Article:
For access to all of our training, gear, and race coverage, plus exclusive training plans, FinisherPix photos, event discounts, and GPS apps, sign up for Outside+.
Written by: Danelle Kabush
Training the Mind-Body Connection
If there are areas of your mental fitness you can improve, it’s time to come up with a plan for doing so. There is no doubt that the mind is a powerful tool for enhancing physical performance when you tap into its power. While it was previously believed that the ability to voluntarily control bodily functions such as heart rate, temperature, muscular tension and emotional reactions to stressful situations was impossible, performers of all types, from astronauts to performing artists to athletes, now use this type of training to handle stress and perform optimally under any circumstances.
My first introduction to mental training was in high school when my dad gave me a book on relaxation training. I was running track at the time. Over the next three months, I worked on my breathing and learned to progressively relax every single muscle in my body with a short daily routine. While strengthening your muscles through resistance training doesn’t happen overnight, neither does the ability to relax under pressure. With progressive relaxation training, I was amazed by my ability to make my body relax to an optimal level immediately before a race with just a few deep breaths. Even in the heat of a race, it is important to relax the muscles you do not need, breathe efficiently and deeply, and send all the oxygen and power to where you need it.
Another powerful mental skill that can be trained is visualization. Think of the last time you had a dream so powerful that when you woke up, it took a minute or two to figure out what was real and what was the dream. Visualizing your goals for an upcoming training session, your next race course or how you react most positively to various race scenarios allows you to focus well and commit your body to the effort. Another common theme in best performances is a feeling of being on autopilot, with a feeling of total focus, often tuning out any other thoughts altogether. Part of what allows this to happen is doing all the training and planning ahead of time so nothing is left to chance on race day.
Finding your focus also involves thinking ahead as well. Sometimes it is comical to consider all the thoughts that pass through your mind during a race. Having negative thoughts (such as, “My legs hurt,” or “I don’t know if I can keep this up”) or distracting thoughts (such as, “Wow, I’d love to just dive into that lake right now instead of running”) is normal and not necessarily a bad thing. However, what is critical to staying on pace is how quickly you deal with distracting or negative thoughts and focus on the race. Think about how someone cheering hard for you on the sidelines helps you find that extra gear and spurs you on to the finish. Work on the habit of being your own best coach and encourager. Think about how you will work to quickly regain your focus if distractions or negative thoughts threaten to slow you down.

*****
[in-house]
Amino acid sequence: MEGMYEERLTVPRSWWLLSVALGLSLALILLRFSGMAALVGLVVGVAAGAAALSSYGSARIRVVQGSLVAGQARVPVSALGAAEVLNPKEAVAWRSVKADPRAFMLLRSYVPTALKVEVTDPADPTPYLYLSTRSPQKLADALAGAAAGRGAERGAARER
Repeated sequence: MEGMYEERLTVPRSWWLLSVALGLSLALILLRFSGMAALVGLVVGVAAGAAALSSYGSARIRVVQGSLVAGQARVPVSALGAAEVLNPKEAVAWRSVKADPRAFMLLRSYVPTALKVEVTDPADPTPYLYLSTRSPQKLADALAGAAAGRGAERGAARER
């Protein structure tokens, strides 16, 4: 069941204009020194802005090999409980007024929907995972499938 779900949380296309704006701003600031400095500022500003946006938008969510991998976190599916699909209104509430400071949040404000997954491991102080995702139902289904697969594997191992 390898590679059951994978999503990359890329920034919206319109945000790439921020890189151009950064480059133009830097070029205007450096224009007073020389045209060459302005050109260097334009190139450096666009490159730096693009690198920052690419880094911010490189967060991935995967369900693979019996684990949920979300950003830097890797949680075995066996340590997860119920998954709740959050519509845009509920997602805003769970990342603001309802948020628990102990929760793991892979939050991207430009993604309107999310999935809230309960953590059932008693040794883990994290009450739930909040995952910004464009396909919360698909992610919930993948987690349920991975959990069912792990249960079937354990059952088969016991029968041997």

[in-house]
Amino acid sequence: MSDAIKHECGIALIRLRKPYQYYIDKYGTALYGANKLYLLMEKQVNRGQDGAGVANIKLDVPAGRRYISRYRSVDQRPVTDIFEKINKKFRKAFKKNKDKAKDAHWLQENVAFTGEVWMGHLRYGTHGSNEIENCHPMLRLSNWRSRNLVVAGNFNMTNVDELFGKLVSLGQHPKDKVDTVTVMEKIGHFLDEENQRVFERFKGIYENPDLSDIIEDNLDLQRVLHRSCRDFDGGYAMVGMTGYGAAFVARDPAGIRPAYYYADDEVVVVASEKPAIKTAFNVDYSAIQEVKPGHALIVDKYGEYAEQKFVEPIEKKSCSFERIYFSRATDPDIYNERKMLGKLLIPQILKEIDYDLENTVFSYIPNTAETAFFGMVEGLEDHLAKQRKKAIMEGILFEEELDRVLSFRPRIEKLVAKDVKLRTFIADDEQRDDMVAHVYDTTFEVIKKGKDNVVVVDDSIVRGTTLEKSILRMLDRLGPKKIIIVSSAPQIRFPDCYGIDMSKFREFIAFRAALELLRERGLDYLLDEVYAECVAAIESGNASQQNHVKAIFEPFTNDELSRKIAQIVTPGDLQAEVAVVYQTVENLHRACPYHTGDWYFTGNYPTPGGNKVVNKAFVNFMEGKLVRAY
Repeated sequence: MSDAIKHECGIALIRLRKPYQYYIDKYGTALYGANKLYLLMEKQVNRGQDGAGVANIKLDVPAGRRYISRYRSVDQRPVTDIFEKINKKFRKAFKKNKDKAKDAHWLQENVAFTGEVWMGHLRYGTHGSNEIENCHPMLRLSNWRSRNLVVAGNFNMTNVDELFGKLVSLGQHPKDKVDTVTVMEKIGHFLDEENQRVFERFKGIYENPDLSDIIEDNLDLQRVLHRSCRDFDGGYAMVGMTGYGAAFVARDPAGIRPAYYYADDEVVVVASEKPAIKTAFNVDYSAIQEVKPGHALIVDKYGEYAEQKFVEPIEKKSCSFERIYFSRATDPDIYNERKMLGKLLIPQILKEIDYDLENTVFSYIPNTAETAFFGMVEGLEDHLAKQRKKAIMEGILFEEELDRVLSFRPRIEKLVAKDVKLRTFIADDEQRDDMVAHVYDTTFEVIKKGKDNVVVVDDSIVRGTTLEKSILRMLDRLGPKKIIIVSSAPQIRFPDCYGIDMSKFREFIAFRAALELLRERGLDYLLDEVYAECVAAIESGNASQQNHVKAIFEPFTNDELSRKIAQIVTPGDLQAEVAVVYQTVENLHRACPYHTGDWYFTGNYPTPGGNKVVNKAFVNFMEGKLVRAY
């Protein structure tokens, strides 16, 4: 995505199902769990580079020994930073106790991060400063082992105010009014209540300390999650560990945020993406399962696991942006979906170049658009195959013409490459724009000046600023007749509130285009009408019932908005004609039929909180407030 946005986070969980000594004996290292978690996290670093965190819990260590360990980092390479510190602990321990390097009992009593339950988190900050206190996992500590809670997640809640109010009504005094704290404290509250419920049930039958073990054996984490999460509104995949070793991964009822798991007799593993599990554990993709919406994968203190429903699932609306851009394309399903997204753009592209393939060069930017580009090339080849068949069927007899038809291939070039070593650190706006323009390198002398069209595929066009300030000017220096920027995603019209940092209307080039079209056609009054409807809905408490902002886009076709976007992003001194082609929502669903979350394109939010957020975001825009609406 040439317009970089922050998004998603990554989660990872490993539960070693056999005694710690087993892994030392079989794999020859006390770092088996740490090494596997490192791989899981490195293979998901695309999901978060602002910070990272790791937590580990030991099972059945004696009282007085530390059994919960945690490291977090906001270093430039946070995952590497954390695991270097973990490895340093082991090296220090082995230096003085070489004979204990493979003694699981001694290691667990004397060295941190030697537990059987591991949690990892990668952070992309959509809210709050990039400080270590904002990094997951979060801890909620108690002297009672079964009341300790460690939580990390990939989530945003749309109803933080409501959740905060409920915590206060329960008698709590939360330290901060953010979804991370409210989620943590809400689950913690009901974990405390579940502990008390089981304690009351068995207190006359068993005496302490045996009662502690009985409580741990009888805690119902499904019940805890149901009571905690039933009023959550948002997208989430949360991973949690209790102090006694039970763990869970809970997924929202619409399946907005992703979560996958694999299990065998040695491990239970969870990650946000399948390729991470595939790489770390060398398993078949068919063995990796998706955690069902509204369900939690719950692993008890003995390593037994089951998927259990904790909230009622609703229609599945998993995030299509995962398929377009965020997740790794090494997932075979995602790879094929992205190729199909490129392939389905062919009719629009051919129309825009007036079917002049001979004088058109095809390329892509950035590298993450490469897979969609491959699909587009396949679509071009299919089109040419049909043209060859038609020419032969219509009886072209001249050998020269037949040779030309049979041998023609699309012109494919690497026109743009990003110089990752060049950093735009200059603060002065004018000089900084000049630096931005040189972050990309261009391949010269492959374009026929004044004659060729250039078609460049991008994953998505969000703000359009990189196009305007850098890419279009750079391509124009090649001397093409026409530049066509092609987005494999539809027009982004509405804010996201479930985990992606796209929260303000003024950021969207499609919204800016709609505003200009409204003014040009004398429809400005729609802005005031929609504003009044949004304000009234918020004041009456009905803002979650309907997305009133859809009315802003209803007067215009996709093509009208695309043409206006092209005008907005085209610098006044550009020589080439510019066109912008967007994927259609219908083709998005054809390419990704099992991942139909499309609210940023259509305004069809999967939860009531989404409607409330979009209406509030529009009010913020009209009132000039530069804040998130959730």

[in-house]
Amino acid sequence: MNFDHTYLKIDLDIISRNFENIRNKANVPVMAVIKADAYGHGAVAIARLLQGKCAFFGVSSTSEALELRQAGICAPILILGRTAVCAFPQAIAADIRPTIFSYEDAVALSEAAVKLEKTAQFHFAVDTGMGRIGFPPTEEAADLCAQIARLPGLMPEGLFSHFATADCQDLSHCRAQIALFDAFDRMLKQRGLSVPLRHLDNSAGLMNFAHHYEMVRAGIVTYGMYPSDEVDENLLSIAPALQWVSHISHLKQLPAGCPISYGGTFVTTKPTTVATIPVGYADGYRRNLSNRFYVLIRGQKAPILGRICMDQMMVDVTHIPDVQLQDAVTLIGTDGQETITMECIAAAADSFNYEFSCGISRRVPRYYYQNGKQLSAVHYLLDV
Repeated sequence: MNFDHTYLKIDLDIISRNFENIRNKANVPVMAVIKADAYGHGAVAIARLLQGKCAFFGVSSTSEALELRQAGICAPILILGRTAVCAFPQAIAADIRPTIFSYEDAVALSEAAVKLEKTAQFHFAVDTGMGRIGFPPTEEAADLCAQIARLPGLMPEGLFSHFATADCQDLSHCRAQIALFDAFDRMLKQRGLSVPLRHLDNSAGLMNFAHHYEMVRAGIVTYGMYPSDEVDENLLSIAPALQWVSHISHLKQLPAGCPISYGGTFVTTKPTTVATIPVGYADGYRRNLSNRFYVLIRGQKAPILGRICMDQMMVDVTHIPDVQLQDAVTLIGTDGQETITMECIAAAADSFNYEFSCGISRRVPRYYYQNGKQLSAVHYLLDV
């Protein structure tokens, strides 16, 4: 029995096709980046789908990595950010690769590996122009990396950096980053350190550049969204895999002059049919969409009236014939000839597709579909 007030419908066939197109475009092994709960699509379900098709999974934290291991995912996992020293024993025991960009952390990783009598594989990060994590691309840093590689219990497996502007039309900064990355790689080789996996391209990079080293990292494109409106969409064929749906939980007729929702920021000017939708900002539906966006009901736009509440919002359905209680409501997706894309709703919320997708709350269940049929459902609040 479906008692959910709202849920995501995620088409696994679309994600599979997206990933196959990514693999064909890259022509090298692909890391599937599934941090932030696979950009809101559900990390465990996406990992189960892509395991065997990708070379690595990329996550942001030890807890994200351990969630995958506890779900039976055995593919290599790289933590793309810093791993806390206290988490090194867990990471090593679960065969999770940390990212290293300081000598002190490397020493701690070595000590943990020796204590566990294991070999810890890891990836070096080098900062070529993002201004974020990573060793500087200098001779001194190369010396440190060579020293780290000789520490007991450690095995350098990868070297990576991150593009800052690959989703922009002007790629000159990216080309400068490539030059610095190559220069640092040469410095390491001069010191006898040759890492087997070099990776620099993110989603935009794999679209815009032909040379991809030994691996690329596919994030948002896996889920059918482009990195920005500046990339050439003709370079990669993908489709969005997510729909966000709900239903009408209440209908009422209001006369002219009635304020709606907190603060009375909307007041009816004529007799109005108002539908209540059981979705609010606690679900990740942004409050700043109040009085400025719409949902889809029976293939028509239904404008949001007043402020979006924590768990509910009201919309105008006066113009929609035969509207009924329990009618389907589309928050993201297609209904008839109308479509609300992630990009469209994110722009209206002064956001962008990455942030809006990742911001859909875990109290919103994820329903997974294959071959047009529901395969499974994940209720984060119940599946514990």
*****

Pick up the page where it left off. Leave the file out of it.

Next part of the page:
One aspect of preparing mentally for races is anticipating the pain and suffering inherent in endurance sports and having a strategy to push you through the tough moments. Anticipate the parts of the race that you struggle with most with keep your focus. Are you scared of certain swim conditions? Does your mind wander on the bike? Is it hard to stay positive on a long, hot run? If so, find ways to stay in the moment by focusing on one segment of the race at a time. Depending on the course, you can break your race down into parts of each discipline (e.g. start, middle, finish), miles or landmarks. Give yourself a simple cue to focus on for each section, such as rhythm, turning it over, breathing deeply, a strong push-pull (on the pedals) or relaxing your stride–whatever reminds you of what you need to do to perform your best at each particular point in the race. If you practice staying in the present and what you can control, before you know it you’ll be across the finish line and be proud of your effort.
While there is no doubt that physical preparation is key to success in triathlon, you may be surprised to learn how important mental preparation is to the outcome of your next race. Over the next few days, professional triathlete Danelle Kabush uses her doctorate and background in sports psychology to provide a training plan for your mind to bring out your best performance on race day. To see part one click here.